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Interactive History Feature: 1628 Across the Continent

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Caribbean Islands

Drawing of slave
This image depicts the African slave trade that fuled the colonial economies of the Caribbean islands.
The West Indies stimulated prosperity on the North American mainland where farmers produced lumber, fish, livestock, and grain to supply the sugar plantations. With the production of sugar, the West Indies overtook the Chesapeake as the most valuable set of English colonies. Great labor demands fueled an immense slave trade, all serving as the great engine of the English empire.

During the late 16th and early 17th centuries, the West Indies was an especially ruthless and violent zone. Determined to plunder Spanish shipping, English, French, and Dutch pirates and smugglers established bases in the Lesser Antilles. The Indians there, the Caribs, were particularly fearsome, and in the early 1600s they destroyed two early English attempts at colonies. But in the 1620s and early 1630s, the English were successful founding colonies on the islands of St. Christopher (1624), Barbados (1627), Nevis (1628), Monsterrat (1632) and Antigua (1632).

During this time period the French and the Dutch lagged behind the English in West Indian colonization. The Dutch occupied a few small islands, St. Martin, St. Eustatius, Saba, and Curaçao. In the 1620s, the French shared St. Christopher -- now known as St. Kitts -- with the English, and in 1635 they begin a long period of settling (hampered by the Caribs) Guadeloupe and Martinique. In the 1650s, the French occupied the western coast of Hispaniola, calling their colony St. Domingue (now Haiti).

Sugar cane workers
Cuban workers harvest sugar cane onto an ox cart.
In the mid-17th century the West Indies attracted the largest numbers of English migrants, receiving over two-thirds of the English emigrants to the Americas. The great majority of these travelers came as indentured servants and settled in Barbados.

Barbados would become the most profitable of all the English colonies by the end of the 17th century, after it switched from tobacco production to its salvation crop of sugar in the 1640s. The Dutch made most of the profit though having financed the development of the sugar plantations and mills on Barbados. Yet the New England colonies on the mainland benefited. As the planters in Barbados devoted all their land and labor to raising cane, New England provided food, horses, cattle, and lumber.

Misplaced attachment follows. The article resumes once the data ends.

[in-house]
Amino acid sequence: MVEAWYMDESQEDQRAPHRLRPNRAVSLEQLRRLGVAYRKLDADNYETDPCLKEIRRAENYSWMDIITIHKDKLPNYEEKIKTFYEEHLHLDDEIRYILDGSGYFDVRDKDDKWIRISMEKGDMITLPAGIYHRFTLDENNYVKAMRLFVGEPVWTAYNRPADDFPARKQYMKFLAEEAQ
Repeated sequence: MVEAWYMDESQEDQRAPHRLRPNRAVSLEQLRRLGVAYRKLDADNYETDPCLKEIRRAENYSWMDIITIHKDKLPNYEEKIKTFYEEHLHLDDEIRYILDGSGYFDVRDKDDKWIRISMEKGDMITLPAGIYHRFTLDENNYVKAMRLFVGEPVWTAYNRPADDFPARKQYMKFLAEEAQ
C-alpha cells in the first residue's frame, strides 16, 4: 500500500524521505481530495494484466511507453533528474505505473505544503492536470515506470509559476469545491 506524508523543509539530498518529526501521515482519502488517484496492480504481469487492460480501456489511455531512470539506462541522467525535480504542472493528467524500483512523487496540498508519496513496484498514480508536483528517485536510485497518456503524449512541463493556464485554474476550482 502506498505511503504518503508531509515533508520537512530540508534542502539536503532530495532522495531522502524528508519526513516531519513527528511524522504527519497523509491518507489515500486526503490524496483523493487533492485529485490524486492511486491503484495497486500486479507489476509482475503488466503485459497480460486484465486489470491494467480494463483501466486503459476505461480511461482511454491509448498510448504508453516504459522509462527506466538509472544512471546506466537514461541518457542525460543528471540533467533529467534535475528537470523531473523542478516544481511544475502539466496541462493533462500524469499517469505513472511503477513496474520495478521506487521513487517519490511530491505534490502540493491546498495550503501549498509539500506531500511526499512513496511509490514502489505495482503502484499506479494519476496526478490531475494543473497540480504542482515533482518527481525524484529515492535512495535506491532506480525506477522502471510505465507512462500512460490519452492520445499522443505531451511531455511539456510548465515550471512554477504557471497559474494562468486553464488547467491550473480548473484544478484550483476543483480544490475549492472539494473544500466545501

African slaves provided the much-needed large labor force to perform the monotonous and dangerous work of the sugar plantations. After the 1650s the supply of white indentured servants began to dry up due to increased wages in England and less incentive to migrate to the West Indies. Additionally, lifelong slaves were a better long-term investment for their owners than having indentured servants for just four to seven years. By 1660, African slaves outnumbered colonists on Barbados. The Africans were also a convenient labor pool to exploit -- not only had they been removed from their homeland, they were easily discerned by their skin color should they try to escape.

In the next century, Jamaica produced more sugar than Barbados and replaced Barbados as the wealthiest English colony. By the end of the 17th century, the West Indian colonies featured a small, rich planter elite; a marginal population of poor whites; a great majority of black slaves; and a very small number of maroons (escaped slaves).

In 1628, a Dutch flotilla intercepted and captured the entire Spanish treasure fleet on its return from the Caribbean. This nearly bankrupted the Spanish crown, and enriched many Dutch investors.

-- Mica McCarthy



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